Tips for would-be Knights Templar

(Reuters) - A medieval Christian military order spawning myths and whispers of clandestine power that fuel best-sellers, the Knights Templar have captivated imaginations ever since they emerged from obscurity in the 1100s.

With the publication of a reproduction of the minutes of trials against the Templars (5,900 euros a copy), the Vatican will let scholars examine some of the accusations of heresy and sexual misconduct that spurred their downfall.

Seven hundred years ago almost to the day since they were arrested, fact and fiction are hard to distinguish on the topic. But following are some tips for modern worldly travellers on the KT trail:


-- JERUSALEM: The Templars took their name from the Temple Mount and their headquarters were in a building that now makes up part of the Al Aqsa Mosque. Baldwin II, the Crusader king of Jerusalem, gave them the headquarters in 1123, which led to them taking the name.

-- BERLIN: Tempelhof, the site of the Berlin airport of the same name which became famous during the 1948 airlift, started out as a commandry -- a district controlled by a member of the order, with a headquarters for members -- of the Knights Templar. A village called Tempelhof developed around it and is now part of the city of Berlin.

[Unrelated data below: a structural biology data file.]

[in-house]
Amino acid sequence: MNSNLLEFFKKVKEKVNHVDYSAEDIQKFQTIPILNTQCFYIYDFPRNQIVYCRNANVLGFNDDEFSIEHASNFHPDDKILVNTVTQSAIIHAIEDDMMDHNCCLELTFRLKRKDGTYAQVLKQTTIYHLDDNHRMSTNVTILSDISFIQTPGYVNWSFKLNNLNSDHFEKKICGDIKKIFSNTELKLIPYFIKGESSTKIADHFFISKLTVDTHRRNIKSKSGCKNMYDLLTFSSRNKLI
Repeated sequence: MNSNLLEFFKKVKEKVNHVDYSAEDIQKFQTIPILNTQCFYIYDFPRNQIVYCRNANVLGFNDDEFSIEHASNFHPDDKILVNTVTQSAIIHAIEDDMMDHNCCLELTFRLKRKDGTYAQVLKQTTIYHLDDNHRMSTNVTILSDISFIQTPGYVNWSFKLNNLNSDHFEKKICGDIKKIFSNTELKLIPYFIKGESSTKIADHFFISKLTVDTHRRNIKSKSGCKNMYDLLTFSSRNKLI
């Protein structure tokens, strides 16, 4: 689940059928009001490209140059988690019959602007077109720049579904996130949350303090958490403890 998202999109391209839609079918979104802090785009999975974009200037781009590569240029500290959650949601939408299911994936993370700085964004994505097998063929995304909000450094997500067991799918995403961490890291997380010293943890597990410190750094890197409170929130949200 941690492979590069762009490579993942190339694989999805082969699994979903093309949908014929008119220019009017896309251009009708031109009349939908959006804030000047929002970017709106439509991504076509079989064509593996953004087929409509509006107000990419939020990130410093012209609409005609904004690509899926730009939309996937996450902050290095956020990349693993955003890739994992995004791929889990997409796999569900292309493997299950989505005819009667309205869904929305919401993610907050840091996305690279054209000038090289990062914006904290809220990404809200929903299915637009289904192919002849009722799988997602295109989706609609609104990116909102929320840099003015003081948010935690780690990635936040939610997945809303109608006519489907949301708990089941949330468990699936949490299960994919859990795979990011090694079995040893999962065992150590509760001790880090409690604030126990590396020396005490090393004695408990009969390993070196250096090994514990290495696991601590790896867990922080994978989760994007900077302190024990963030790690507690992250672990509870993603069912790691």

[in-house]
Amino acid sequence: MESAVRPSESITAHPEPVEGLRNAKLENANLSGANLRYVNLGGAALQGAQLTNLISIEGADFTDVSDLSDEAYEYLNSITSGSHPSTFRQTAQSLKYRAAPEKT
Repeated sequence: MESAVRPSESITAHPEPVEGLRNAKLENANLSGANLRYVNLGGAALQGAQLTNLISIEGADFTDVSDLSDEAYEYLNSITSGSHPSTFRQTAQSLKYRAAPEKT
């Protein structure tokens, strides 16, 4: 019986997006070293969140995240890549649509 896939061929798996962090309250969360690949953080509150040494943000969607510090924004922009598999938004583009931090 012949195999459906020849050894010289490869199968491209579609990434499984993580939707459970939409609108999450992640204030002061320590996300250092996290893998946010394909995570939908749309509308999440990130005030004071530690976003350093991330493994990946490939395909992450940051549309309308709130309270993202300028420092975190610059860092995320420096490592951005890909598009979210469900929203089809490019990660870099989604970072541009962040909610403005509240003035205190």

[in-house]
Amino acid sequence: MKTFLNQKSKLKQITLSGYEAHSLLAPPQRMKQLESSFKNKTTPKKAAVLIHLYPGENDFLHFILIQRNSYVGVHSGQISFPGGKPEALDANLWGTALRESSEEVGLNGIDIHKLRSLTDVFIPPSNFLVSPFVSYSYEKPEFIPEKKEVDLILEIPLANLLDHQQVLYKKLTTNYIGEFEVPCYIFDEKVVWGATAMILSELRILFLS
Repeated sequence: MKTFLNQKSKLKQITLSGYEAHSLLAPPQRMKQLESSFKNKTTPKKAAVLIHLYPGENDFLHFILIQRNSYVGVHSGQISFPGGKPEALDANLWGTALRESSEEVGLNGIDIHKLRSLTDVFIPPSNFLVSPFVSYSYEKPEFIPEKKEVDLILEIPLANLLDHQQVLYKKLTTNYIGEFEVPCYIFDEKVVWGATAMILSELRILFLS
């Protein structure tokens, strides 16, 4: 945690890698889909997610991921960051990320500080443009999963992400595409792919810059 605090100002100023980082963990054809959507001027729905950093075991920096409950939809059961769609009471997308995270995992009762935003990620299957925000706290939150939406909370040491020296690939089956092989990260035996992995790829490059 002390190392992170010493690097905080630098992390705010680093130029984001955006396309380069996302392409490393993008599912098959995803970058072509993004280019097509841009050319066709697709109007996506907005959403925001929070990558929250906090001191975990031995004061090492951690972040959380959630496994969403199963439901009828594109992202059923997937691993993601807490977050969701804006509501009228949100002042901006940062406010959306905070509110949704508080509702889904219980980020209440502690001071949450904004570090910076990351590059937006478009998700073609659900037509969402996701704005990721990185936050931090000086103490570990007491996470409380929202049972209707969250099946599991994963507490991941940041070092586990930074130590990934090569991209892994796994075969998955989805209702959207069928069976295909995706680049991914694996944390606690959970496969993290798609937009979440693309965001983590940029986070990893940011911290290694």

-- Swordsmanship. Originally founded to protect Christian pilgrims to the Holy Land, the order assumed greater military duties during the 12th century.

-- Crusading drive. Following the success of the First Crusade 1095-99, a number of Crusader states were established in the Holy Land -- but they lacked military strength to maintain more than a tenuous hold over their territories.

-- Community spirit. Most Crusaders had tried to return safely home after fulfilling their vows but many Christian pilgrims to Jerusalem were attacked by Muslim raiders. Around 1119, some knights led by Hugh de Payns vowed to protect the pilgrims and form a religious community for that purpose.


-- The Knights Templar swore oaths of poverty, chastity and obedience and renounced the world, just like the Cistercians and other monks. (However the Templars eventually acquired great wealth and owned properties scattered throughout western Europe, the Mediterranean, and the Holy Land.)


-- It was only when Philip IV ordered the arrest on October 13, 1307, of every Templar in France and sequestered all their property there, that most people became aware of the extent of the alleged crimes of the order. Some speculate that this is one reason why Friday 13th came to be known as unlucky.


-- We haven't tried it but this looks like an option:

Sources: Reuters/’s official Web site.